The video shows my friend Jason Kim and I playing a few different songs on the piano. (I had to connect a power supply to the piano when shooting the video because the LiPo batteries powering the electronics in the box had just died.) Below are some pictures showing a revision of the pressure plate design, the major components of the system, and the communication scheme between these components. The source code for this project is available here.
03/2013 - 10/2013
The name of this project is a combination of three words: breadboard, Arduino, and piano. Having played piano since the age of five, it's only natural for me to make an electronic piano after discovering the wonderful Arduino prototyping platform. I started working on this project soon after receiving the Arduino Starter Kit, and had since made several iterations, each with a few new features and improvements over the previous one. During the course of this project, I learned how to read multiple digital inputs using a single analog pin, what a shift register is and how to use it, how to build my own Arduino on a breadboard, how to build an audio amplifier circuit, and last but not least, how to solder.
In the video, I play some classic Pokémon Red/Blue music on the Boarduiano v6. Below are pictures showing the seven iterations of this project. The source code for this project is available here.
Handheld Tetris Game
09/2013 - 02/2014
Ever since I started working on DIY electronics projects, I have been fascinated with all the different LED matrix projects on the internet. After reading through the details on some of these projects, I realized that not only are they fun to work on, but they teach you a great deal about electronics. Being a huge Tetris fan, I decided to make a Tetris game console with an RGB LED matrix display.
After a few breadboard iterations, a Tetris game packed with hardware features was born. It has a beautiful 16x8 RGB LED matrix display, two LED bargraphs that indicate the current level, and a 3D printed enclosure. It plays the Tetris theme while the game is in progress, allows you to control the game using the buttons or the accelerometer, and provides haptic feedback using the vibration motor.
In the video, I show you what this device looks like on the inside, and give a demo showing all the hardware and software features. Check out the pictures below If you're interested in learning more about this project. The design files and source code for this project are available here.
The thumbnail image for this project (and the youtube video) is created in Photomatix Pro using 9 pictures spaced 1 EV apart. The increased dynamic range makes it a better representation of the actual colors of the RGB LED matrix.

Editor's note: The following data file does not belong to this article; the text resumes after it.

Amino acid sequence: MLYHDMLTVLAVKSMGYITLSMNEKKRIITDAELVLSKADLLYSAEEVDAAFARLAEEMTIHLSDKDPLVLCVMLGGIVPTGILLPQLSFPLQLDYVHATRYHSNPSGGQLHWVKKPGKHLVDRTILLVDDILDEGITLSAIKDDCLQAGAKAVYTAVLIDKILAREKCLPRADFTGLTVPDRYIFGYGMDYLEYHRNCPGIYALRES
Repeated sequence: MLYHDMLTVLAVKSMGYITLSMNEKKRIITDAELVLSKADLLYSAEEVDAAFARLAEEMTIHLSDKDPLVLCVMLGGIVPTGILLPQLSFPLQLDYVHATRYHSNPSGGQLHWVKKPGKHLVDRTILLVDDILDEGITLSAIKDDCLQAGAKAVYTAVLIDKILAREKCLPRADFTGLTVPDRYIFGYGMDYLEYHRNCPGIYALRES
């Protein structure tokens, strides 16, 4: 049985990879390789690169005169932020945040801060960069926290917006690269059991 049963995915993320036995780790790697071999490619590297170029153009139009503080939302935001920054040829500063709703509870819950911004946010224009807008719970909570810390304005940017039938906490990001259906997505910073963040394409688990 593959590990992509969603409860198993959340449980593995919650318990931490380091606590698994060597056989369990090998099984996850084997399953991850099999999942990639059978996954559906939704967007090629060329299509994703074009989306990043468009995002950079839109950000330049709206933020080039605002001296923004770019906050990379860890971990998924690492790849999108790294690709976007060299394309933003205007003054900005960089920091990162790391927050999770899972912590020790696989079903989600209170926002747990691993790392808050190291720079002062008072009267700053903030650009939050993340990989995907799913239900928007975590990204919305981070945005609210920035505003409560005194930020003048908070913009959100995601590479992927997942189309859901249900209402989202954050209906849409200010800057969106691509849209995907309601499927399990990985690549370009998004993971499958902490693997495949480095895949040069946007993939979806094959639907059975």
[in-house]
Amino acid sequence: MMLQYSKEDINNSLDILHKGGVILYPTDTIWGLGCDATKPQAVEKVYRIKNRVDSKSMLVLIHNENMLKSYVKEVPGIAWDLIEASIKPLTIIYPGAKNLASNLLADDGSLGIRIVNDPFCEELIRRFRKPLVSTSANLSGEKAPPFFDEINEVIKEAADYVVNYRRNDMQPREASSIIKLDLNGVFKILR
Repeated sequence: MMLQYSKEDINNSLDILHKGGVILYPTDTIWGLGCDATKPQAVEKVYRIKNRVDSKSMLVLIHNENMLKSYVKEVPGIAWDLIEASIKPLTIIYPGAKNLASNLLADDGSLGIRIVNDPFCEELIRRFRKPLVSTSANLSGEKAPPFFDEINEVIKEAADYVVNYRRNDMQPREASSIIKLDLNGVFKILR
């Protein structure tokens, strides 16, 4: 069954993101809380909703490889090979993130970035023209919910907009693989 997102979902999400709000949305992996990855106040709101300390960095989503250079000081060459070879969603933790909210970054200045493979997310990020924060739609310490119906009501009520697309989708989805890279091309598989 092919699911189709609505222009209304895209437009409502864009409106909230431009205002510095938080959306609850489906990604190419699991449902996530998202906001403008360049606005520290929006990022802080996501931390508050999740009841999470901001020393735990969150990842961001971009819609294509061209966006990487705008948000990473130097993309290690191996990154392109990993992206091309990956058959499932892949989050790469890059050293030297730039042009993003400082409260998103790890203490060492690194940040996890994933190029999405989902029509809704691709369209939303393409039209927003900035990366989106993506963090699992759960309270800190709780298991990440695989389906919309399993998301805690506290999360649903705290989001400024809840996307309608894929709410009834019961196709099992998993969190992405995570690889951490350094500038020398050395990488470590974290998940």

06/2014 - 09/2014
The Handheld Tetris Game makes playing Tetris a lot of fun: you can listen to the Tetris theme played through the speaker, control the game using built-in accelerometer, and feel the vibrations produced by the vibration motor. However, there are also some inconveniences: its size makes it difficult to carry around, and it uses a special 2S LiPo battery charger to recharge. After finding myself playing the game less and less due to these inconveniences, I decided to make another version that's easy to carry around and USB rechargeable.
Enter the Tiny Tetris, a lightweight, pocketable, and USB rechargeable Tetris game console. It features a monochrome 16x8 LED display with 16-level adjustable brightness, a 5-way navigation switch, and a laser-cut acrylic enclosure. In addition to playing Tetris, you can also play Snake, or create 16x8 pixel art using the Paint program on this device. It comes in three different colors: red, green, and blue.
n the video, I show the three programs I wrote for the Tiny Tetris, and talk about both the mechanical and electrical design. Check out the pictures and accompanying descriptions below for more detail. The design files and source code for this project are available here.
Tiny Tetris (Adafruit Ver.)
After I finished the Tiny Tetris, I went on Adafruit's weekly Show-and-Tell to share the project with Limor Fried and Phillip Torrone. They both liked it so much that they asked me if I could make another version using components from the Adafruit store and write a tutorial for the Adafruit Learning System so that people can make their own at home. I gladly accepted their request.
Over the following two weeks, I selected components and modules from the Adafruit store that are functionally equivalent to the circuits on the Tiny Tetris PCB, designed an enclosure in SolidWorks that can be 3D printed, and wrote a detailed tutorial on making your own Tiny Tetris.
Check out the tutorial on the Adafruit Learning System. Links to all the design files and source code are provided in the tutorial.